Job 24:1  “Why does the Almighty not set times for judgment?  Why must those who know him look in vain for such days?”

We can be very thankful to our heavenly Father for Job, and for the fact that his sad and devastating experience has been included in the inspired record for our instruction and benefit.  Job gives us permission to ask the difficult questions which he asks of God in this chapter.  He longed for answers, not only because of his own personal struggle with pain in the light of his understanding of the goodness of God, but in order to defend his faith and integrity against the unfair remonstrating by his ‘(self-)righteous’ critics.

We, too, long for answers in the face of injustices we both observe and experience in our broken world.  As one reads through just this chapter it is possible to identify many similar situations in our world today.  The influence and impact of human sin has remained devastatingly the same ever since Adam’s ‘Fall’, and will continue in this way until Jesus comes again to restore all things and to usher in the New Heaven and the New Earth.  In the meantime, it remains for all who have been made into ‘new creations’ in Christ (2 Corinthians 5:17) by being ‘born again’, to be ‘ambassadors’ for this New Order as ‘strangers’ in the world (1 Peter 2:9-12).

As we wrestle with all these things, the important lesson we learn from the whole story of Job is that we DO have a loving, caring heavenly Father who is in complete control over every little detail of the world in general, and therefore of our little lives and circumstances in particular; that he is working out his sovereign purposes in history and that these are for our good (Romans 8:28); and that, because he is God, he has the right to require our faith, trust and patience even when he chooses, for reasons known only to him, to withhold and conceal answers to all our questions that start with ‘Why … ?’.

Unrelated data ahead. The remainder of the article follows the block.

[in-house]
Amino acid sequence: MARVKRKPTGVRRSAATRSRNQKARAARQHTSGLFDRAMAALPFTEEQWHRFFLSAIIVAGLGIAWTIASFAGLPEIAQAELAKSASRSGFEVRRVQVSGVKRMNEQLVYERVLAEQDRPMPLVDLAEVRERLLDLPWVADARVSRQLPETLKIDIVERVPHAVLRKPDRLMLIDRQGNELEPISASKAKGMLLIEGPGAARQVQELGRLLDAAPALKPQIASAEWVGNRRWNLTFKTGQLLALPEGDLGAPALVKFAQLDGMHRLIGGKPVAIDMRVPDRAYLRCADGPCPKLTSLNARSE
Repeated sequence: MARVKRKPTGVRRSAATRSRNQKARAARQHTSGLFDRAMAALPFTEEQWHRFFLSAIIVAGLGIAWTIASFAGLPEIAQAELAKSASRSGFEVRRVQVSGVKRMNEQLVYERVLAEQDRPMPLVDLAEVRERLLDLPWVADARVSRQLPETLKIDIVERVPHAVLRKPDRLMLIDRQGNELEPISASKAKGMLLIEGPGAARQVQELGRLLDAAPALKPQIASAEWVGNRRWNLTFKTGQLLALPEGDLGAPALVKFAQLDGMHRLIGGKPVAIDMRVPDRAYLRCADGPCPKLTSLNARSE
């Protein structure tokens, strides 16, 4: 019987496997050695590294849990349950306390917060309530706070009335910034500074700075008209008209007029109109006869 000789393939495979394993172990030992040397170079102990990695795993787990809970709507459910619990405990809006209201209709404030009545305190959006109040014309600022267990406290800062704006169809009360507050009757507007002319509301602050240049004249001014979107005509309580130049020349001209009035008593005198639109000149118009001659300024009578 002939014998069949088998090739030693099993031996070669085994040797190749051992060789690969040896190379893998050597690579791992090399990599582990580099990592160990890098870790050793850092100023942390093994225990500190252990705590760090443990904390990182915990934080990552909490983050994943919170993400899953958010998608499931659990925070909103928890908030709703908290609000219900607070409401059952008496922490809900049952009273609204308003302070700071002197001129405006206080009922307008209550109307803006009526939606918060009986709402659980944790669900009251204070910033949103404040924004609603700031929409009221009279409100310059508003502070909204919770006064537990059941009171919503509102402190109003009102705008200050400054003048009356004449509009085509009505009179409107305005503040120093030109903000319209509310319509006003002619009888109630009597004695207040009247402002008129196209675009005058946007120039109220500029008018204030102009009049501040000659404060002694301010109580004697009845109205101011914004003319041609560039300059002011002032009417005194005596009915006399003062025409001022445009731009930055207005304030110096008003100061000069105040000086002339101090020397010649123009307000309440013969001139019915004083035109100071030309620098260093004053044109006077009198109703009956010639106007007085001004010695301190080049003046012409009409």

This is what he required of Abraham as he took Isaac up the mountain to sacrifice him (Genesis 22).  It is what he required of Moses when his first step to rescue the Hebrew slaves resulted in a redoubling of their burden, and then for the 40 years he spent in the desert with a disbelieving, ungrateful, complaining multitude (Exodus).  It is what he required of King David when his son Absalom tried to steal the throne (2 Samuel 15-18; Psalm 3).  It is what he required of his own Son, the Lord Jesus, in the Garden of Gethsemane and the day that followed (Mark 14-15).

“Now faith is being sure of what we hope for and CERTAIN OF WHAT WE DO NOT SEE.  This is what the ancients were commended for.” (Hebrews 11:1-2).  Does this describe our faith?